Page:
Romanian Summer Diary 2

17 July 2007–‘Fresh knickers!’ was the unilateral shout heard last night in Grill 66 as exultant girls flung aside their half-eaten pizzas to celebrate the arrival of their delayed luggage from Amsterdam, and with the prized sous-vetements came coloured card, felt tips, glitter paint, and lesson plans bristling with the latest in brainstorming. This morning, a hundred-odd (some very odd) children in the playground disappeared swiftly into classrooms and re-grouped around tables that had only been privy to the pains of history and maths tests. Some wanted to improve their English skills; others, I suspect, were wanted out of the house; some elder ones were evidently more interested in British flesh than British small-talk, while yet to discover that the latter can be a very useful route to the former. It was a suitably merry, enthusiastic, and slightly shambolic start.

*

Over the past four days I have seen three sets of identical twins dressed in identical clothes. I can’t quite put my finger on why, but it makes me glad that that kind of thing still happens. Perhaps Romania just hasn’t learnt to be wary of clichés…

*

One of the pitfalls of conversational Romanian – blessed are the Brits in their singleness of purpose – is the difference between the second person singular and plural forms. The French have tu and vous; the Romanians have four. Beware the wrath of the self-respecting young lady addressed as ­tu; beware also if she is a woman of the world and appalled by the stuffiness of dumneavoastra. Which ‘you’ does one use for one’s former teachers, or for an elderly newspaper seller? How does one address the waiter? What if it is a waitress? Worst, how can you explain treating your mother-in-law as a multiple entity? Over a good and substantial pint, some of the British contingent wanted to find out just that. Some upper-class French couples, we learnt, address each other as vous all their married life; the semantics that can cope with mothers-in-law has yet to be invented.

Cristina Pascu-Tulbure.

British-Romanian Connections has been operating in Romania since 1991, and each year Cristina organizes the summer schools staffed with young British volunteers. She says the fascination lies in watching British and Romanians alike teaching and learning, as well as seeing the yearly changes in attitudes, the vernacular, and the home-grown notion of what it is to have achieved the Romanian Dream. It’s a heady mix of old culture, second-hand Western ideals, slight embarrassment about one’s history, and variations on a theme of European unity. Cristina is in Romania with a party of girls from Wirral Grammar School.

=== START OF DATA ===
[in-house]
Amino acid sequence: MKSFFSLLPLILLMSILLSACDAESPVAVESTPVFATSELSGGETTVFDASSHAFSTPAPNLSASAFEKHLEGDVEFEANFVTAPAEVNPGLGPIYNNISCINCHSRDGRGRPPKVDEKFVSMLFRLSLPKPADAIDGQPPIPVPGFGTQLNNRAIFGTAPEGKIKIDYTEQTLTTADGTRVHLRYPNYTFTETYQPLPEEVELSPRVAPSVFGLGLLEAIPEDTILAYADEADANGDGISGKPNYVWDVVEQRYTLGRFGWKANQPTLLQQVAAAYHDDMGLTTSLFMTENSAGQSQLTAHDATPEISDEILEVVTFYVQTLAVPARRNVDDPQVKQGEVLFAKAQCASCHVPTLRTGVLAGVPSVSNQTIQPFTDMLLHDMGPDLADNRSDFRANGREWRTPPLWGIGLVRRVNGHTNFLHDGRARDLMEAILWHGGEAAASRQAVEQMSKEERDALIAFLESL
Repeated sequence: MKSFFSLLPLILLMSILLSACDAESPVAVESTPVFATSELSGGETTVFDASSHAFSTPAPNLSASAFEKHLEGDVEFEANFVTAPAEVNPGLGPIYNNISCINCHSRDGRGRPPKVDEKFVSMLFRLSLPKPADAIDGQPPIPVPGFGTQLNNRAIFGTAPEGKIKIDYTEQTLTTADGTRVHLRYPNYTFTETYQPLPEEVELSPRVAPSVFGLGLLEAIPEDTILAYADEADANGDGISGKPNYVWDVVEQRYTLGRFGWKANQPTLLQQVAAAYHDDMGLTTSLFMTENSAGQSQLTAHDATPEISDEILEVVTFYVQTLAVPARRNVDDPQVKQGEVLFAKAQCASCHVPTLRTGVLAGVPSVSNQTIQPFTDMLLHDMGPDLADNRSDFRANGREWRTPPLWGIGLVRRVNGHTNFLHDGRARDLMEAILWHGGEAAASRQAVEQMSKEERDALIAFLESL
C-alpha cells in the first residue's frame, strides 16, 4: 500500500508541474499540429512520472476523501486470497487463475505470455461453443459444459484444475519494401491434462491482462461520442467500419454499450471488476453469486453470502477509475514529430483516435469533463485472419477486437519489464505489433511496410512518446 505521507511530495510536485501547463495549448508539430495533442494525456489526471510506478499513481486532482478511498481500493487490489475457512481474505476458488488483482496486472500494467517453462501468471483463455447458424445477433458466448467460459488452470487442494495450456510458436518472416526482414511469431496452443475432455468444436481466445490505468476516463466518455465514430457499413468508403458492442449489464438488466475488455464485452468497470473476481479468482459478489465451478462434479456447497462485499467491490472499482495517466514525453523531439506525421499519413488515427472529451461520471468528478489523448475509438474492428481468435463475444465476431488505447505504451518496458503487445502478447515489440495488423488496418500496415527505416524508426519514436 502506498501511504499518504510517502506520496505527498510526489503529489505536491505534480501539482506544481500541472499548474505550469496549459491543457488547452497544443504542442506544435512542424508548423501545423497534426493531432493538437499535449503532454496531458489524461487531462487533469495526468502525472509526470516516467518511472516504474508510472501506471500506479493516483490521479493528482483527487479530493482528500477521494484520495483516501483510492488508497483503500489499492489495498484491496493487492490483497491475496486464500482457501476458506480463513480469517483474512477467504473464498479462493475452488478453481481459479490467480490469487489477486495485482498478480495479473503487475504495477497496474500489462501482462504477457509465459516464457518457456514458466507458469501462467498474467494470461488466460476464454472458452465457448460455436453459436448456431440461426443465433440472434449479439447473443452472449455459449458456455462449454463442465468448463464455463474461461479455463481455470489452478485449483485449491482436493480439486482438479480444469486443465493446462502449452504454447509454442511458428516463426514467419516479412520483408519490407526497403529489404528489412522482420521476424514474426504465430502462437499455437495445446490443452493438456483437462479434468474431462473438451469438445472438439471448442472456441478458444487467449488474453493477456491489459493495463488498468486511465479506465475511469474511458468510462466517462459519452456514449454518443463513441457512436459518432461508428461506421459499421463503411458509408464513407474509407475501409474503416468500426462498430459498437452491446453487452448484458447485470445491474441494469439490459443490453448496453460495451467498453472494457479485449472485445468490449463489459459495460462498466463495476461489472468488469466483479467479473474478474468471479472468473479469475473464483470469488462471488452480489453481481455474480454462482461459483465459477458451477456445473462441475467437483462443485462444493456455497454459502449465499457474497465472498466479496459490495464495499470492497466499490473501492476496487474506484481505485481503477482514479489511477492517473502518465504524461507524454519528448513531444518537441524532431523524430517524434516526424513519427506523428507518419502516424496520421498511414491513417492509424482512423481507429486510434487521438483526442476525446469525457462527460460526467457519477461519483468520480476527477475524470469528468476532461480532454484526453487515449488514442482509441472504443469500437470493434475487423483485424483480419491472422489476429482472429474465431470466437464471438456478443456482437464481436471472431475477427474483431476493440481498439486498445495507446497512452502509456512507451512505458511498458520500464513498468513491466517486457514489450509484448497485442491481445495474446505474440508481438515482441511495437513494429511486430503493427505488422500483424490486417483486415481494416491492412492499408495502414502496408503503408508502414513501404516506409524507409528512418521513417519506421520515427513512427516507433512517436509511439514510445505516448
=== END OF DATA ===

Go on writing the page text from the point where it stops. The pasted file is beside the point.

Romanian Summer Diary 1

Sunday 15th July – one whole hot afternoon and several minutes neatly taken down by my friends before the start of the sixteenth English summer school in Piatra-Neamt. The afternoon is made suddenly intriguing with news of luggage still in Amsterdam while the Wirral Grammar girls have touched down in Bucharest. Rumour has it they had been drawing lots on who’s to shower first; the prospect of drip-dry hair-shoulders-and-other-parts is interesting. The minutes are less so: cold rather than hot milk with cornflakes in the canteen in the morning; explain to the cook that vegetarians are not ‘get thee to a nunnery’ types; sufficiently pink and strong loo rolls; still or sparkling mineral water; is the night watchman to lock the girls in after midnight?

The town is in celebratory mood. Romania’s EU accession (assumption or ascension in local parlance) and the new mayor have let loose the winds of change from the Aeolian EU integration bag: new pavements nicely patterned and half finished; polished Teutonic cars with several more decibels’ worth of song; gypsies begging in a combination of traditional wear and second-hand evening dress; expensive fresh roses spilling out of corner shops; and stray dogs scratching with greater self-esteem than last year in the summer dust. The orphanage children got their volunteer Brits last night and are basking in the knowledge that tomorrow there will be ball games, hugs and the perpetual ‘what’s-your-name?-what’s-your-favourite-colour?’ volleys. The town’s sixteen-going-on-seventeens are milling by the school gates – ‘Have the girls arrived yet?’

Cristina Pascu-Tulbure.

British-Romanian Connections has been operating in Romania since 1991, and each year Cristina organizes the summer schools staffed with young British volunteers. She says the fascination lies in watching British and Romanians alike teaching and learning, as well as seeing the yearly changes in attitudes, the vernacular, and the home-grown notion of what it is to have achieved the Romanian Dream. It’s a heady mix of old culture, second-hand Western ideals, slight embarrassment about one’s history, and variations on a theme of European unity. Cristina is in Romania with a party of girls from Wirral Grammar School.